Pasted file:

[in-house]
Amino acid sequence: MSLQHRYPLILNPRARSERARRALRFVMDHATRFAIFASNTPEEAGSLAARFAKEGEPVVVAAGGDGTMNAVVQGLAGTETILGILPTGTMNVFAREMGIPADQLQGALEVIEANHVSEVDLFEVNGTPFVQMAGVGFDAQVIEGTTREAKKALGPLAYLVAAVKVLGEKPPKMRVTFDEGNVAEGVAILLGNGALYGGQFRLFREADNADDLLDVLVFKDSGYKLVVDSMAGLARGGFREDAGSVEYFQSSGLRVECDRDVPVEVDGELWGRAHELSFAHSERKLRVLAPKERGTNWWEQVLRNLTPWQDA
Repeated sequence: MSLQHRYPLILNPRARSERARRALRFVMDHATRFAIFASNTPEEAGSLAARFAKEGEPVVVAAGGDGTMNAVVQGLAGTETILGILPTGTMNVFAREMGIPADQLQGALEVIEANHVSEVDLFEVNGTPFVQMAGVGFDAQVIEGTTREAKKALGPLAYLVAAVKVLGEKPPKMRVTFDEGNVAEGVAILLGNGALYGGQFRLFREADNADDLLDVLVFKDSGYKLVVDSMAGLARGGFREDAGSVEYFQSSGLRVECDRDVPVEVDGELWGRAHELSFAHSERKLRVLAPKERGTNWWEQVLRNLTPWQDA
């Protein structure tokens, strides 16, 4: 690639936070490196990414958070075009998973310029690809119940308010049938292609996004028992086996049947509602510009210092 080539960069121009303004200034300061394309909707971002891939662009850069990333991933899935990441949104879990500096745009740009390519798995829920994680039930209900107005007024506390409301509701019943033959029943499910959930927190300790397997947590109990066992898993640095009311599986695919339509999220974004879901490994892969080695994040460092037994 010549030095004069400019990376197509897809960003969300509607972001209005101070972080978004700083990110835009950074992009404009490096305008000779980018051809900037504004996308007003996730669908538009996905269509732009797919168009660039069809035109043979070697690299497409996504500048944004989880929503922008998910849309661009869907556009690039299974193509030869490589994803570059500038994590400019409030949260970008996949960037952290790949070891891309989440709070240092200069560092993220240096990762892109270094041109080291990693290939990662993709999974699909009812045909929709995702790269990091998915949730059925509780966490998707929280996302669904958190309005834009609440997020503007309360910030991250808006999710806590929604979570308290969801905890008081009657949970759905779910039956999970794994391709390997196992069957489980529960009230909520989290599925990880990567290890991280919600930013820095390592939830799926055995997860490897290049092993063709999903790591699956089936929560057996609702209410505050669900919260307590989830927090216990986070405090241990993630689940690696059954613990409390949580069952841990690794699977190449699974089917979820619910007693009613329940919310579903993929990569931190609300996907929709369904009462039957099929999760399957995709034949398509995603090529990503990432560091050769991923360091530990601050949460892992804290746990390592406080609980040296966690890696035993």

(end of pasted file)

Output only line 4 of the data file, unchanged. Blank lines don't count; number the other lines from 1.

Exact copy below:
């Protein structure tokens, strides 16, 4: 690639936070490196990414958070075009998973310029690809119940308010049938292609996004028992086996049947509602510009210092 080539960069121009303004200034300061394309909707971002891939662009850069990333991933899935990441949104879990500096745009740009390519798995829920994680039930209900107005007024506390409301509701019943033959029943499910959930927190300790397997947590109990066992898993640095009311599986695919339509999220974004879901490994892969080695994040460092037994 010549030095004069400019990376197509897809960003969300509607972001209005101070972080978004700083990110835009950074992009404009490096305008000779980018051809900037504004996308007003996730669908538009996905269509732009797919168009660039069809035109043979070697690299497409996504500048944004989880929503922008998910849309661009869907556009690039299974193509030869490589994803570059500038994590400019409030949260970008996949960037952290790949070891891309989440709070240092200069560092993220240096990762892109270094041109080291990693290939990662993709999974699909009812045909929709995702790269990091998915949730059925509780966490998707929280996302669904958190309005834009609440997020503007309360910030991250808006999710806590929604979570308290969801905890008081009657949970759905779910039956999970794994391709390997196992069957489980529960009230909520989290599925990880990567290890991280919600930013820095390592939830799926055995997860490897290049092993063709999903790591699956089936929560057996609702209410505050669900919260307590989830927090216990986070405090241990993630689940690696059954613990409390949580069952841990690794699977190449699974089917979820619910007693009613329940919310579903993929990569931190609300996907929709369904009462039957099929999760399957995709034949398509995603090529990503990432560091050769991923360091530990601050949460892992804290746990390592406080609980040296966690890696035993």